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Funny, touching, disturbing, involved…numerous adjectives can be employed to define the urban frescos that we encounter everyday in every city of the world. However, regarding the fact that it is more and more present in sale houses and galleries, some think that the street-art is “domesticating” itself and is losing its underground identity and its protesting values. Artsper offers to look into ten street-artists of whom creations and visions you must know.


Evidently, we cannot broach the street-art subject without talking about Bansky. Mixing politics, humor, poetry and putting on stage children, soldiers or even monkeys, Bansky’s stencils have become an essential reference for every street-artist. In turns provocative, disruptive or protesting, Bansky, whose identity is still a mystery, calls us to mind and makes us react to each of his works of art.





Alexandro Farto alias Vhils is a Portugese street-artist born in 1987 and whose notoriety exploded when Bansky invited him to the London Cans Festival in 2008. Vhils travels around the world to create his monumental frescos, by revolutionizing the traditional technique of stencil. Whether it be a wall or a wooden board, Vhils tucks into his work with different means such as scissors or a jackhammer, in order to carve his stencil directly on the support, playing with its story.




ROA is a Belgian artist from Gand, mainly working in Europe but also in the United States. He creates gigantic frescos, most of the time representing animals such as rats or birds, generally in black and white. His work is notably a reference to the classification of species and the taxonomy.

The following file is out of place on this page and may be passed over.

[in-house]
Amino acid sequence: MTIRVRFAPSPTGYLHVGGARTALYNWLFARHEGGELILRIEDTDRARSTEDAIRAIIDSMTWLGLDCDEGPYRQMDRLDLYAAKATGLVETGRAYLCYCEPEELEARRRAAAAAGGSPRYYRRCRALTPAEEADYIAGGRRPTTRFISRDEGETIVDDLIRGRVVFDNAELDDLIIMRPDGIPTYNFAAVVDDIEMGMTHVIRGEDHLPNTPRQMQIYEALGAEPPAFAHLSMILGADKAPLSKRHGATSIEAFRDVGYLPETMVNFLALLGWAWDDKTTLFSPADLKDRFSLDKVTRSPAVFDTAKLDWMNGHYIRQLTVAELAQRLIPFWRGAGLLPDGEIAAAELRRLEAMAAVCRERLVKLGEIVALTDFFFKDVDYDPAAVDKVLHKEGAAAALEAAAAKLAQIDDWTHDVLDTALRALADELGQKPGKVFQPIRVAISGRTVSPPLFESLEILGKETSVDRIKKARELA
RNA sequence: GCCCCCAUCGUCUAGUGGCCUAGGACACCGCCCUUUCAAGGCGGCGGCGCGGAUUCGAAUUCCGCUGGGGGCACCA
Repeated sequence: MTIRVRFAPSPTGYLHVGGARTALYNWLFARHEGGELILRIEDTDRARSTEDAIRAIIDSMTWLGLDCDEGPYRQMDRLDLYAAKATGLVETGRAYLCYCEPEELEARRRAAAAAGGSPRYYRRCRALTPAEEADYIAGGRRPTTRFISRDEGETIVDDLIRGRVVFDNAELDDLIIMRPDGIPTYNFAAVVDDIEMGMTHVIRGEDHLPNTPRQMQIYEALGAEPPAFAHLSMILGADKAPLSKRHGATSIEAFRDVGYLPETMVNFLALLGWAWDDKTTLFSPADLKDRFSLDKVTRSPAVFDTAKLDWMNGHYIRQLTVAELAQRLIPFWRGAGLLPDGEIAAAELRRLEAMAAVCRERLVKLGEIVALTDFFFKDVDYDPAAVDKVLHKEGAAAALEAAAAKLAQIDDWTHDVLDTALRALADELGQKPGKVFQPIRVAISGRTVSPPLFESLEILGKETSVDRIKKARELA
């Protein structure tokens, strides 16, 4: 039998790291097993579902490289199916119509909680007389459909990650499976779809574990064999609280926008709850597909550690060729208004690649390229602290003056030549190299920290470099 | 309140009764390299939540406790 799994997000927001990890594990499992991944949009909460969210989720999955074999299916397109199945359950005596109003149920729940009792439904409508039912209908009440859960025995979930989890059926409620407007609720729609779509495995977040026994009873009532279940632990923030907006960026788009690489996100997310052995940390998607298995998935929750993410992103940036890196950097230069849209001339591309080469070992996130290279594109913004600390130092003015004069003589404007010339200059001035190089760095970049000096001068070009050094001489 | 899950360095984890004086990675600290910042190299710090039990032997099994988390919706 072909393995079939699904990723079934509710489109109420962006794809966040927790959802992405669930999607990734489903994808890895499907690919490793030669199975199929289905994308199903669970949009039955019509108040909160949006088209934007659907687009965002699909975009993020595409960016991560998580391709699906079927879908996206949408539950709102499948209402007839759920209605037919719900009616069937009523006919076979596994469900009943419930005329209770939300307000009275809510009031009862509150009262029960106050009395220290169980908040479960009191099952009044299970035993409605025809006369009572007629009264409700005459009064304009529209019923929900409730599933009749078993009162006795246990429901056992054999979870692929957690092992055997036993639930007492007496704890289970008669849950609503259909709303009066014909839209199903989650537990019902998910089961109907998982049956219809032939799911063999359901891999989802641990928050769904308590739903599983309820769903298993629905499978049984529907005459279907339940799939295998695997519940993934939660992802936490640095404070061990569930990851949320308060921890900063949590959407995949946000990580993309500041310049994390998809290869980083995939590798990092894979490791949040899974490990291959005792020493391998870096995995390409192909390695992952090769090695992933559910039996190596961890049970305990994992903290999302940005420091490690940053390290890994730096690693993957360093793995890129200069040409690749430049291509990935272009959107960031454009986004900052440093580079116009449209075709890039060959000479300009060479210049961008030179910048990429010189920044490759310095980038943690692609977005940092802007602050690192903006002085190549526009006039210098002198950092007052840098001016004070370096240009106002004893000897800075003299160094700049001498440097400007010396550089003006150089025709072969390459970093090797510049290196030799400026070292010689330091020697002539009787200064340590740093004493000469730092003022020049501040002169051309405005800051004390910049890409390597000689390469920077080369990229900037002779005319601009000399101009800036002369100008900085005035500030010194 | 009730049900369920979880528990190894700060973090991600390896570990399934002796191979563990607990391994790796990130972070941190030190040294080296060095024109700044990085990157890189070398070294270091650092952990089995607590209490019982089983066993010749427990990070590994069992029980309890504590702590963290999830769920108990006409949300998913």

Eduardo Kobra is a Bresilian artist who began his career in 1987 at Sao Paulo. Kobra transforms the urban landscape thanks to big bright and colored frescos in the streets of New York or Paris. Often colored with political messages such as global warming or deforestation, Kobra’s works and their kaleidoscopic effects have an in-their-own-right place in the worldwide street-art.



We have all seen in the streets of Paris or Los Angeles the “invaders” of this French artist whose identity is secret and who appears with a hidden or pixelized face. Since the late 90s, Invaders has set up in the street his small mosaics inspired of the 80s video games. The will of the artist is double, i.e. “infect” the public visual space by transposing video games to reality.




David Choe is an American street-artist, enthusiast of graffiti. Just as an anecdote, at the request of Mark Zuckerberg, David Choe is the artist who tagged the Facebook office when the start-up was launched. As an exchange for his tags, Choe received some Facebook shares worthed up to 200 millions of dollars today.


Like lots of street-artists, we don’t know who is hidden behind ABOVE. We just know that he was born in 1981 in California, that he began his career in the street-art around 1995 and began to be known in Paris in the early 2000s. As the visual translation of Above, its large arrows oriented to the top are painted on pickups or ad panels.  In addition to his famous arrows, ABOVE is now traveling around the world, painting some “visual illustration” of expression in several languages.



“La rue est la plus grande galerie d’art au monde” (The street is the biggest art gallery of the world), says JR who made himself known throughout the world by freely exhibiting his black and white photographs in the streets, especially favelas and slums. JR also pays tribute to women in his work and in his movie “Women are heroes”.



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christian bruce daniel

Posted on 17 January 2014, 11h44

keep looking

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